Her family doesn’t discuss her religion, or lack thereof, with her. No one from her old church speaks to her any longer. But for Von Brandt, the benefits of her freedom from fundamentalism outweigh the social consequences. She found an escape from the prison of conservative Christianity in which she found herself. The thing she hated most about religion was the shame and the guilt, but now she says all of that is gone and she feels like she is a kinder, more sensitive, and more authentic person.

“I don’t need what religion gives me. I create my own little family. I don’t need to run away from a fear of death. I would rather live with those questions than accept the easiest answer I could find.”

Other people still live in the shadows of their fundamentalist faith and find it harder to escape. When David Cole reached out to me, I was shocked to find out he, too, was part of the same small Pentecostal denomination as me, the Church of God, and still living in East Tennessee near my hometown. This is the same denomination that would sing triumphantly, “The Church of God is right, hallelujah to the Lamb!” He’s not only still a member, but now a pastor.

Cole considers himself a moderate in the midst of extremism and legalism. Even in the same kind of church, our upbringings were so different. His was strictly sheltered, and the subjects of sex, alcohol, and cursing were never discussed or engaged.

“My stories include not being able to watch certain things that other kids could, literally never having the sex talk from my parents (had to come in other ways). I would possibly be disowned if it were known I had done half the things I have.”

In his part of the community, women wear skirts and men wear long pants. His sisters were threatened with eternal damnation just for having pierced ears. I grew up in the same region, and the same denomination, but I never experienced anything like that. Cole says the Church of God is changing for the better, but the statement on same-sex marriage proudly displayed on the homepage makes me think otherwise.

Despite this, Cole sees himself as a work in progress, and struggles to accept the more progressive notions that his millennial counterparts, including Christians with the same background, seem to be embracing. But he hopes that he can overcome his bias.

“Honestly, I struggle with a prejudice against homosexuality myself. I pray daily that love enters my life and I do not judge people due to their sexuality, but it is a daily struggle. I do think this is due to the legalism and the strict rules we had to follow.”

Dr. Marlene Winell, a human development consultant in San Francisco and a daughter of Pentecostal missionaries, believes that certain aspects of fundamentalism are so toxic to mental health that the resulting effects on individuals could be classified as a mental disorder, which she calls Religious Trauma Syndrome. Though not an official diagnosis by any means, the symptoms are equivalent to those of post-traumatic stress disorder, with fundamentalist religion as the cause.

That may be true for others, but I never experienced it. I watched people speak in tongues and get slain in the Spirit, but I was never forced to participate and never did. My parents didn’t let me watch MTV, but I didn’t have to listen to terrible Christian music. We couldn’t get facial piercings, but I did get to pierce my ears as much as I wanted. I was encouraged to wear purity rings and stay a virgin until marriage, but my mom also told me she would provide me with birth control pills if I needed them. When I went through periods of depression in high school, I wasn’t forced to go to church on Sunday mornings.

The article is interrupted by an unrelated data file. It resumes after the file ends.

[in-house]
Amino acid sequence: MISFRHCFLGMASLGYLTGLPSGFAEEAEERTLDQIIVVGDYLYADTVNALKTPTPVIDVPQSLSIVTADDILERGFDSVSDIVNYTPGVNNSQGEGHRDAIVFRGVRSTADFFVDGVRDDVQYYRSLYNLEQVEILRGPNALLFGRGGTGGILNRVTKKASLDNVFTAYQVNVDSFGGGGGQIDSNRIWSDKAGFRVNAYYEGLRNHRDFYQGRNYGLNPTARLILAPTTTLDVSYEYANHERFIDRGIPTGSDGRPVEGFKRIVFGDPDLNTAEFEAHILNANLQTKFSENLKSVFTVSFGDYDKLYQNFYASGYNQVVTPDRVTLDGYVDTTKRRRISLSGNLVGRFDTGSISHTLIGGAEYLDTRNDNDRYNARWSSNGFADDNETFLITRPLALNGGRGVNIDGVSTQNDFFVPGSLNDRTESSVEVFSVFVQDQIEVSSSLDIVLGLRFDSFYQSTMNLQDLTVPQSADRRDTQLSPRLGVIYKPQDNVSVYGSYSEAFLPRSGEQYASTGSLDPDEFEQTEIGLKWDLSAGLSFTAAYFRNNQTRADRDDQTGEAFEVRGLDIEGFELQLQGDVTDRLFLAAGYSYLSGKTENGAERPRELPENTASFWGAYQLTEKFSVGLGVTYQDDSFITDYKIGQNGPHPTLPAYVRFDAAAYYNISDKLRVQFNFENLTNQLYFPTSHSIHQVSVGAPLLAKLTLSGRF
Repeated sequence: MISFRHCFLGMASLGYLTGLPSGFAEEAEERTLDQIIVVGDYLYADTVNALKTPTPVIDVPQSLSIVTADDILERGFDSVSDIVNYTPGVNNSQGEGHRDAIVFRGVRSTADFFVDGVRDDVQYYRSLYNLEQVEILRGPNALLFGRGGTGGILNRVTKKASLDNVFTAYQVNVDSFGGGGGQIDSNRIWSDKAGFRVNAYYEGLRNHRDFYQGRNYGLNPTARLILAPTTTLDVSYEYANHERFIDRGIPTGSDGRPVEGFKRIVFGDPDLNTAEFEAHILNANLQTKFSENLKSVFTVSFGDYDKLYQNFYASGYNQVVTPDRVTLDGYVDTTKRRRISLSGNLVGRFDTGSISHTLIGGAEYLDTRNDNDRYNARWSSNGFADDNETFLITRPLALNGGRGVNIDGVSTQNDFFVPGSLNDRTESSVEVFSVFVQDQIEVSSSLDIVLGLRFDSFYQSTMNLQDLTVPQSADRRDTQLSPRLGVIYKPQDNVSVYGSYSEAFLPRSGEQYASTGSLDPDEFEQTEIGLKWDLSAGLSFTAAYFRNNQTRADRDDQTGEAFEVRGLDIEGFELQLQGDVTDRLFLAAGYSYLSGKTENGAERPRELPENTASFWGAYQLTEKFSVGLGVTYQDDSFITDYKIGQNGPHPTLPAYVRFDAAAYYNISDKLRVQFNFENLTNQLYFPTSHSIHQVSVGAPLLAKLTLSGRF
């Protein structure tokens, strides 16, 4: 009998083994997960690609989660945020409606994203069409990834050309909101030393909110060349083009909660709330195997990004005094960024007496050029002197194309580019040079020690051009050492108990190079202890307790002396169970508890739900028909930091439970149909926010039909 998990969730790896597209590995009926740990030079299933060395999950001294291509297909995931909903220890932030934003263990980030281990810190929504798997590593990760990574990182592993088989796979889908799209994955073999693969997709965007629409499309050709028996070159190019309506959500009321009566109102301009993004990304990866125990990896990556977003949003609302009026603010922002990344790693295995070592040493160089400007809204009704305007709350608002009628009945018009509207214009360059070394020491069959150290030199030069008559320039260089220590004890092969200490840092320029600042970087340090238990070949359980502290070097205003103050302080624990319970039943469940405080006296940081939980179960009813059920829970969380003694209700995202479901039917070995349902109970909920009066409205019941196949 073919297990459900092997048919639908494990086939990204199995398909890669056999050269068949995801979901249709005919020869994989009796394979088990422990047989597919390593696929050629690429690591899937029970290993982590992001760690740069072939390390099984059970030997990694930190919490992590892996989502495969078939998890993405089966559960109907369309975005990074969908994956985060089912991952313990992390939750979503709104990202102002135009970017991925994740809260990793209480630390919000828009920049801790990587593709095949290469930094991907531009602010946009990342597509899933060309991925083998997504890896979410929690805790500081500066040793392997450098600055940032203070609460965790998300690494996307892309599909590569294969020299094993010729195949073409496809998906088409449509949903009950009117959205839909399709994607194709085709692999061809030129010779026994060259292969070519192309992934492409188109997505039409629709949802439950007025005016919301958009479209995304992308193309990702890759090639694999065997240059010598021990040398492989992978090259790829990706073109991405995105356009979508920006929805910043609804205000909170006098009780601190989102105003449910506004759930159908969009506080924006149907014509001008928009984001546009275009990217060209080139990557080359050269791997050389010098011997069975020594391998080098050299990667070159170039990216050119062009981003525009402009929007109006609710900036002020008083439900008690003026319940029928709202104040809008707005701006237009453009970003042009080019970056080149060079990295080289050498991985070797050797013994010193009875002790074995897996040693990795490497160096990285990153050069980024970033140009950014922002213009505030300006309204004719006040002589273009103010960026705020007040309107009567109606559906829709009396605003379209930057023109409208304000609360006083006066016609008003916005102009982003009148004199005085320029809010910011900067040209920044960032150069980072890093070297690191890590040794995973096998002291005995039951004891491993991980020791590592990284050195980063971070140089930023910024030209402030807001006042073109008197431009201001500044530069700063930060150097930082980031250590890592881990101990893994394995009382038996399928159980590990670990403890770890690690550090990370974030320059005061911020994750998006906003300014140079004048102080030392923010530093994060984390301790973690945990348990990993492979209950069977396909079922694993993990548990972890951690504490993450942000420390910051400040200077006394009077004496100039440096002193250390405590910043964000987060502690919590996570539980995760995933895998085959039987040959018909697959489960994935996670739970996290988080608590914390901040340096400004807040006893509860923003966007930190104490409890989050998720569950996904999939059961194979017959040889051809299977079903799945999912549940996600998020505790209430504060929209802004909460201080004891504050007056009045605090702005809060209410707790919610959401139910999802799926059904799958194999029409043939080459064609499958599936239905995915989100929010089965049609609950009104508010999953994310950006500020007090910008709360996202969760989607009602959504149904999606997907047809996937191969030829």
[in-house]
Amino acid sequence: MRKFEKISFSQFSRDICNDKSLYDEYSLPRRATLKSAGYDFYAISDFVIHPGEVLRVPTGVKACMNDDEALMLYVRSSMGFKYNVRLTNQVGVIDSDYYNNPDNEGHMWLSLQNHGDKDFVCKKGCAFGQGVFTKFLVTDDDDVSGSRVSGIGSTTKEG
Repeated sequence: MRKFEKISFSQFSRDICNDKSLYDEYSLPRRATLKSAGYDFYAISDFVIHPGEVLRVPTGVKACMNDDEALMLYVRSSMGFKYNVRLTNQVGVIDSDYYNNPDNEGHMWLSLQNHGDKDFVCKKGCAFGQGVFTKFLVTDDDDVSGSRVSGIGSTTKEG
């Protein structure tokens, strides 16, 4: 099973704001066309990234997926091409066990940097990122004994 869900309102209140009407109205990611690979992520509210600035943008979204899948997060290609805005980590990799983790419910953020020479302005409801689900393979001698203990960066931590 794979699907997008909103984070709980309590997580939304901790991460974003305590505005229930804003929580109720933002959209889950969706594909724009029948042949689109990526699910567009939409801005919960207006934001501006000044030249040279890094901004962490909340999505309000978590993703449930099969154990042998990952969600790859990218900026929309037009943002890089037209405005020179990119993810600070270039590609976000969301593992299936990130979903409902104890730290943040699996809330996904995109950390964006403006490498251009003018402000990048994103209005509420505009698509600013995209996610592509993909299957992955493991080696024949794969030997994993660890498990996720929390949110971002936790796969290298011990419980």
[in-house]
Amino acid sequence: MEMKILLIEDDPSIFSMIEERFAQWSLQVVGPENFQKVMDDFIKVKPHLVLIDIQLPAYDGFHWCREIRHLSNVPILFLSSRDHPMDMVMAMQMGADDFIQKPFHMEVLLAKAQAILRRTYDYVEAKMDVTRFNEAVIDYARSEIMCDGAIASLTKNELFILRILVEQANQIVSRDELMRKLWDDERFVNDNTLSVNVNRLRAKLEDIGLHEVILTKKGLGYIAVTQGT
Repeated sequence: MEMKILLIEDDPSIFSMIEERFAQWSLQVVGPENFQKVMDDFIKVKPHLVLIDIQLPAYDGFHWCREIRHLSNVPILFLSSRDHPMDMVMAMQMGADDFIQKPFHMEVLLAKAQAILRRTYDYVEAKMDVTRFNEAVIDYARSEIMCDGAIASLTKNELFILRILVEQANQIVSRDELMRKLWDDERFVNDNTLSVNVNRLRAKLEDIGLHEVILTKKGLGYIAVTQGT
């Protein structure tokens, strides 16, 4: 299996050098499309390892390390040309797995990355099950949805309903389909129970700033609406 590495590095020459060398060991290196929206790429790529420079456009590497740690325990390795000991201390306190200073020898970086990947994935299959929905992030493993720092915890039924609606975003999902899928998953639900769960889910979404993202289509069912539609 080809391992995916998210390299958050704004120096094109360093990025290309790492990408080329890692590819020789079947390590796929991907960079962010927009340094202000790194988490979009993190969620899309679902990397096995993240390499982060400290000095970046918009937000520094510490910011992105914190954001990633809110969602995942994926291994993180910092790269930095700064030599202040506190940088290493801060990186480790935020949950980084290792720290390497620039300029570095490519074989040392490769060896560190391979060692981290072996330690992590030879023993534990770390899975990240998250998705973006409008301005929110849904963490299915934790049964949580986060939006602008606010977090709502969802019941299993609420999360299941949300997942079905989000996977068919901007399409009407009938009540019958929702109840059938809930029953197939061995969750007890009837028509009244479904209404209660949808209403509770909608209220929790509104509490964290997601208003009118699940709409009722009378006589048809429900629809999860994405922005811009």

And most importantly, I felt free to be skeptical, ask questions, and get answers. They never dismissed my questions or told me what I believed or felt was wrong, or that I was going to hell for having a certain opinion. Yes, they still believe in literalist teachings of the Bible and vote Republican. But that didn’t change how they treated my sister and me. I would say that having a loving, open-minded family is the best defense against the side effects of any fundamentalist trauma. Ultimately, that’s what helped me retain my faith.

But unfortunately, this isn’t always the case for everyone. And sometimes, even having a supportive family can’t untangle the negative effects of conservative religion in people’s lives. The impact of a hateful pastor, dangerous dogma, abusive partner, or a cruel missionary can still be painful.

But there are options for those who have experienced spiritual abuse or worse at the hands of religion. You can find more information on faith-based recovery at The Spiritual Abuse Recovery Resources or secular recovery at Recovering From Religion.

Faith Heels

The reality is that faith is not a healing tool it is a weapon in which conservative alternative sects use to avoid reality when it comes to medical and mental health care.

As we have learned of late that many religious groups are anti-vaxxers and in turn have been contributing to the return of a large scale measles epidemic that we had once believed was eradicated thanks to science.   Then again many educated and secular individuals are equally crazy conspiracy theorists as when one finds a child of their own off the spectrum of what is believed to be "normal" in emotional and intellectual growth one often looks to extrinsic factors to lay blame and point fingers.  Hey as Gaga says:  I was born this way.